Karen was devoted her nephews and nieces as if they were her own children. I am sure they will greatly miss their Aunty Karen. She deeply mourned the loss of her new baby nephew, who she’ll now be united with in heaven.

Karen loved her dog. Not everyone, including me, thought that cleaning up poop was a great thing to be doing whilst on chemo, but in the end he was a great companion and comfort to Karen.

Karen was the life of the party. Her confident vibrant nature and smile would light up the room. She could put people at ease with a friendly comment or a kind gesture. She was very funny.  Her wit could be very dry or self deprecating and she had that big loud crazy laugh. Making friends came easily Karen but she treasured each friendship. Whenever you had a conversation with Karen, you had a sense that she was with you, that she was listening and that she really cared. She was always at the ready to offer a shoulder to cry on, comforting words or wise counsel. She literally would drive thousands of kilometres to offer practical assistance to any of her close friends and family in need. She also helped feed the homeless at St Vincent de Pauls kitchen, provided counselling at the refugee centre and took meals to Brisbane’s flooded.

Karen was stylish; she loved designer clothes and shoes. I am told that she had a pair of Fendy shoes that despite the discomfort they caused, were her favourites. The point of putting up with that is little lost on me. Karen was merciless with her critique of my own fashion sense, particularly my recently retired pair of circa 1990’s aviator sun glasses.

Karen was fearless. I recently reminisced with Karen about one trip up the coast we did together. Unfortunately, half the way up the Bruce, I ran out of petrol. It was in the days before any of us had mobile phones. After politely informing me that she regretted my oversight, she promptly turned on her heal, took a few paces up the road, stuck out her thumb and hitched a lift with a passing car. At that moment, I was wondering how I would explain this to mum and was quite relieved when she reappeared some time later with a RACQ van.

Karen loved to travel. She was charged with escorting my Grandmother’s ashes to South Africa and was going to be funded for the journey. Karen being Karen booked an around the world ticket to Africa via the US, Canada and London. Apparently, they had a ball. If Granny can guide her through Johannesburg airport, the Pearly gates will be easy.

Sadly, soon after another trip away, this time to South America’s Inca trail, Karen’s life imploded with the discovery of a breast lump which turned out to be cancer. She wasn’t sure what was worse at the time, the diagnosis or Lisa in an attempt to cheer her up, took her to see the movie, Twilight.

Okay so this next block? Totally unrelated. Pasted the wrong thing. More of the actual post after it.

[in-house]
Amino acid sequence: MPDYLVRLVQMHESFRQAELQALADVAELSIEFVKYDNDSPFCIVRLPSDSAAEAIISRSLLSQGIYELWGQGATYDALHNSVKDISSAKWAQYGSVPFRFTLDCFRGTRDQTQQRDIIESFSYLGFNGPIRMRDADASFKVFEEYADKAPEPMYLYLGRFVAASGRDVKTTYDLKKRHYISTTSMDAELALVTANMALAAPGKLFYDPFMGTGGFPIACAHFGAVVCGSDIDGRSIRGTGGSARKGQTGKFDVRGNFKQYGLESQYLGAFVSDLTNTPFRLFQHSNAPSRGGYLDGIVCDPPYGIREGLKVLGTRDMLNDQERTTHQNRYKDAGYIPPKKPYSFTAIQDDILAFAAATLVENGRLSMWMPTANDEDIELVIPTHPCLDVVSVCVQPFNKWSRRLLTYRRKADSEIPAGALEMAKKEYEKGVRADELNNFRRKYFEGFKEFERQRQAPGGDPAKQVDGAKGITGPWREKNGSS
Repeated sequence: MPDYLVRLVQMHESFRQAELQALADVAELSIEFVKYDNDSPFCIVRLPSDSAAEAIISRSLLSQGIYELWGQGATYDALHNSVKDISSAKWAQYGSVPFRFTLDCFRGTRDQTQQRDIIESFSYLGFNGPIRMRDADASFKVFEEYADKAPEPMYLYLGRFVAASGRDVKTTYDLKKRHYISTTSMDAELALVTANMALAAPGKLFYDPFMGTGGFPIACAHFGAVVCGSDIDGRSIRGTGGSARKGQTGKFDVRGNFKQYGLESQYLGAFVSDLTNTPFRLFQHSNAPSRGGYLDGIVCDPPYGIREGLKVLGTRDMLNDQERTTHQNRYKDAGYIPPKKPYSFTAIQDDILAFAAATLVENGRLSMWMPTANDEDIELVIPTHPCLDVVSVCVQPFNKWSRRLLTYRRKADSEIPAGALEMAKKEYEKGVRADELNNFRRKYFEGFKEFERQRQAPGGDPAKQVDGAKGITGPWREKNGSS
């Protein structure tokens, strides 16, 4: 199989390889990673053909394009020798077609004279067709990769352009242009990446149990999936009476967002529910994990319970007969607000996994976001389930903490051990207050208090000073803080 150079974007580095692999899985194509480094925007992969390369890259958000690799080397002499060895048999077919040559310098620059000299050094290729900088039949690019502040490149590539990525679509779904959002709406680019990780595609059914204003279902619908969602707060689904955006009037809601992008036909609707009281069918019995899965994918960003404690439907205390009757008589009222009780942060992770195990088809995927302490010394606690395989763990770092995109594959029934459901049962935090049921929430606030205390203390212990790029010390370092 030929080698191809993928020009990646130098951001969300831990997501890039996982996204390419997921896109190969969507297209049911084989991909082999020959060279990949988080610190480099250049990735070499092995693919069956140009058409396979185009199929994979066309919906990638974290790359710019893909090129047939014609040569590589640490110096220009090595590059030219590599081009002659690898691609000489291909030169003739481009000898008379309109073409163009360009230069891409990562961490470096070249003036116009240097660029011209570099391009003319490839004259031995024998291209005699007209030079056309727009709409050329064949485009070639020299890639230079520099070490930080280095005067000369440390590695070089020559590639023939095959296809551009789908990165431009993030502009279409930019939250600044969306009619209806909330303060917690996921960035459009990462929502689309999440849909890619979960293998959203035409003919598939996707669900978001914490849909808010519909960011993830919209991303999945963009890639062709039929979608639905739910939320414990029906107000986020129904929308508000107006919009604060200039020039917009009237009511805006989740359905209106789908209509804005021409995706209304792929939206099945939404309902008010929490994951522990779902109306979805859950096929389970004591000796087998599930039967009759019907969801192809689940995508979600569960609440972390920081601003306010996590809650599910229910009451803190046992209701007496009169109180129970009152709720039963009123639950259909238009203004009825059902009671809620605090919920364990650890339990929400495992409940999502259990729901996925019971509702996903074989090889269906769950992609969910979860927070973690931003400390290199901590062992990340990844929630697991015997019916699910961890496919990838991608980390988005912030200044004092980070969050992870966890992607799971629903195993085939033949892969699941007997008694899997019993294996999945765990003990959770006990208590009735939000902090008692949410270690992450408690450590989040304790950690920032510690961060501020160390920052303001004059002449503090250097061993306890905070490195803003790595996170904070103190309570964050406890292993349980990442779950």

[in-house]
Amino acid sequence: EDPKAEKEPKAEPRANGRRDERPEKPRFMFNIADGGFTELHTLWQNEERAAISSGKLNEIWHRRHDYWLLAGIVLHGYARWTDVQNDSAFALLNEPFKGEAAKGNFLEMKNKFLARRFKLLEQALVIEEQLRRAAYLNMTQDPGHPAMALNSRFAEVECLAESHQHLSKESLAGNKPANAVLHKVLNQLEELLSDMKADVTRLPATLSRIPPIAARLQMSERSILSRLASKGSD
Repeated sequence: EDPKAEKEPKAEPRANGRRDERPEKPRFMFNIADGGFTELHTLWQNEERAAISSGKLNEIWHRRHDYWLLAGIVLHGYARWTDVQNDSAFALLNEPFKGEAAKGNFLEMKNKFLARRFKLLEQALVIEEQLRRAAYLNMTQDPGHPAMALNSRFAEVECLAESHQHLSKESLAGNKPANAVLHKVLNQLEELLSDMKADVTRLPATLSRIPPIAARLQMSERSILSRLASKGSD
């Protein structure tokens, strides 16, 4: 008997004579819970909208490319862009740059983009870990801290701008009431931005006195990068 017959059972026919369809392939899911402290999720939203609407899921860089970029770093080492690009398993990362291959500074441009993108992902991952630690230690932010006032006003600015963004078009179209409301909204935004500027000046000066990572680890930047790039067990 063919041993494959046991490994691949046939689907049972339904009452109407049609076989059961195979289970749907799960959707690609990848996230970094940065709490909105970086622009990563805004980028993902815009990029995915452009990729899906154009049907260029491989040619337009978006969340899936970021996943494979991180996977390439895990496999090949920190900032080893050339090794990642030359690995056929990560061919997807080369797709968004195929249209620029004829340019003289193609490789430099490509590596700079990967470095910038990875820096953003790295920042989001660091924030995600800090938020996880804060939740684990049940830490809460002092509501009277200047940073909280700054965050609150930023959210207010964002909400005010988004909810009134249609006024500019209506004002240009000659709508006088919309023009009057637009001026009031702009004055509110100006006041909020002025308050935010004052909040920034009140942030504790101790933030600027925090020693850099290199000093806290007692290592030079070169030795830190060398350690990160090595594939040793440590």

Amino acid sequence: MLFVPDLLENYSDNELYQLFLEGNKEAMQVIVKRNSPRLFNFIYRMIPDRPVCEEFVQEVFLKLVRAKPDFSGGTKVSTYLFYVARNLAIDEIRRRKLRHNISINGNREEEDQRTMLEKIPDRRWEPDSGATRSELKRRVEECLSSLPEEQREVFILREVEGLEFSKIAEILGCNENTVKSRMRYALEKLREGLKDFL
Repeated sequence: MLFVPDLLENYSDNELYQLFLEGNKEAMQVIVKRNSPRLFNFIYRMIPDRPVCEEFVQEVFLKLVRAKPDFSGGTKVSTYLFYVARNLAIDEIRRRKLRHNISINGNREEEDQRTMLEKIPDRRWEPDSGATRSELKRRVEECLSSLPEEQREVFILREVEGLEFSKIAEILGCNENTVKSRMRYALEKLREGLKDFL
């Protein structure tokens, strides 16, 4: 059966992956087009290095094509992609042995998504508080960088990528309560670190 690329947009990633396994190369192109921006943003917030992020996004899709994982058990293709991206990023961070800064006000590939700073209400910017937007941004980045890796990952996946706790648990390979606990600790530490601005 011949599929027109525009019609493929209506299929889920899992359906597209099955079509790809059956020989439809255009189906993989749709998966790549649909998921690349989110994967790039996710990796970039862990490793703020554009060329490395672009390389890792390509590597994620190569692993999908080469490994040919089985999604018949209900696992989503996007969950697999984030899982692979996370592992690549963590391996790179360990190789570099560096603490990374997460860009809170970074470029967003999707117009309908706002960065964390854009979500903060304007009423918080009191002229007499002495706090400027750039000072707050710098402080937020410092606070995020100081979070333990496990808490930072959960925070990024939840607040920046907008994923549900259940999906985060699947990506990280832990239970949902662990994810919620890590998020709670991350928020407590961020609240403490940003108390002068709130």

Karen’s subsequent surgery, chemotherapy and radiotherapy were a tremendous ordeal for Karen, our family and particularly my mother. When her hair fell out Karen was devastated. However, she was able to soon see the funny side and she planted a picture of Kojak on her facebook page. However, not so funny was when dad would get the two of us mixed up. Karen carried her families and friends worries with her optimism and wry sense of humour. Karen was able continue to work in the weeks between her recovery week and more chemotherapy. She reclaimed her social life and got her eggs harvested with hopes for starting her own a family sometime in the future.

Her wit and determination have been captured forever in her Blog ‘Finding Humour in my tumour’.  It featured as the cover story on the Brisbane’s City News Magazine (Karen looked very cool on the cover), and the ABC website’s Health section. I am sure it inspired many women fighting breast cancer, particularly single women, as well as her family and friends.

Many of us will remember how Karen often delighted in playing the Cancer Card. It would guarantee her the front seat of the car, get her out of washing up after Christmas dinner and she used it to get her a picture with Alf from Home and Away.

Karen was a mad Reds fan before it was fashionable and she never missed a game. Her favourite player for many years was Greg Holmes. She greatly admired his loyalty to Queensland and his ability to smash ‘em. I remember when she attended their last game at Ballymore, it was raining and muddy. It was just a few days post a round of chemotherapy, her immunity was low, she had a fever and mum was unable to persuade her to stay home. As I said, Mad. Over the years, I think she was just as passionate about the 3rd half in the corner bar and then to the 4th on Caxton Street.

Unfortunately, just as Karen was finishing her chemotherapy, the Global Financial crisis saw the end of her Brisbane office, and Karen was out of a job. Karen climbed out of her sick bed and attended about 10 job interviews before she was employed by the Specialist recruiting firm. . Her employers and the whole team clearly loved Karen. They regarded her as a dedicated, enthusiastic and intelligent team member. They tell me her quick wit and charm engaged the most discerning executive and would often lead to a successful hunt.  I understand she entertained the team each morning with tales of her nocturnal adventures; such as Tuesday trivia, Thursday Bundy’s, and Friday’s Expresso Martini’s.

Towards the end of last year, Karen’s Portacath was removed. This was a device via which her chemotherapy could be delivered. Her hair was growing long again and things were returning to some normality. A bit niggling neck discomfort and a sudden severe headache and nausea was the result of the cancer spreading to her brain which required urgent surgery. Brave Karen bounced back from the surgery remarkably quickly and she was released from hospital in a few days.